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  1. Terrapinzflyer
    Perata backs legalized pot



    Former state Senate President Pro Tem Don Perata is endorsing a move to legalize marijuana in California.
    "It may not pass this time, but I think it's time we have a statewide conversation on the idea," Perata said today.

    Perata, who is running for mayor of Oakland, will join a kickoff press conference Friday for a measure that would allow anyone over 21 to possess or grow marijuana for personal use. It would allow each local government to decide whether to tax and regulate marijuana sales.

    Supporters need to gather 433,971 signatures of registered voters by Feb. 18 to qualify the measure for the November ballot.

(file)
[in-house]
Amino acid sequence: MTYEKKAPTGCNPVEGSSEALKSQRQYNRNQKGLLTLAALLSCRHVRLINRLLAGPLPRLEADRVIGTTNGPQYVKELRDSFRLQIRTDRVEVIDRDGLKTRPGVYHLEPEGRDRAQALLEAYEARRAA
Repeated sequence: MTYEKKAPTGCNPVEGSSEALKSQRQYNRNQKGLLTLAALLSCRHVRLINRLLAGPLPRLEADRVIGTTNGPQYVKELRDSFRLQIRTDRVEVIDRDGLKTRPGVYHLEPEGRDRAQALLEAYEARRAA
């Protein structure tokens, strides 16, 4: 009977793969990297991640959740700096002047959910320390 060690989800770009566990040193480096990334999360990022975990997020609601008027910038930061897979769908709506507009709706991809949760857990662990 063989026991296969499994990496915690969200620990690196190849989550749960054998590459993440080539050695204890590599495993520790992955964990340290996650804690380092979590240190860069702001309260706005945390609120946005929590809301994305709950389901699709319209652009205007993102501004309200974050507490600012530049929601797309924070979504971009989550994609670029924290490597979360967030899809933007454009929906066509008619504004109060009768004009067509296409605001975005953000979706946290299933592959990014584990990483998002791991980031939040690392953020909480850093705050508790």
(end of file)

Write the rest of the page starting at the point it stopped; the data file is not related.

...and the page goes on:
Perata said his decision to back the proposed initiative was prompted in part by the overwhelming approval in Oakland of a measure to tax medical marijuana earlier this year.

    "It's pretty well proven that medical marijuana has not unraveled society as some feared," Perata said. "This is taking the debate to a new level.

    "It's not something that the state Legislature is going to pass," Perata said. There's too much opposition from conservative Republicans, he noted, and not enough support from Democrats.

    So, take it straight to the voters.



    http://www.sfgate.com/cgi-bin/blogs/matierandross/detail?entry_id=48310

Comments

  1. Terrapinzflyer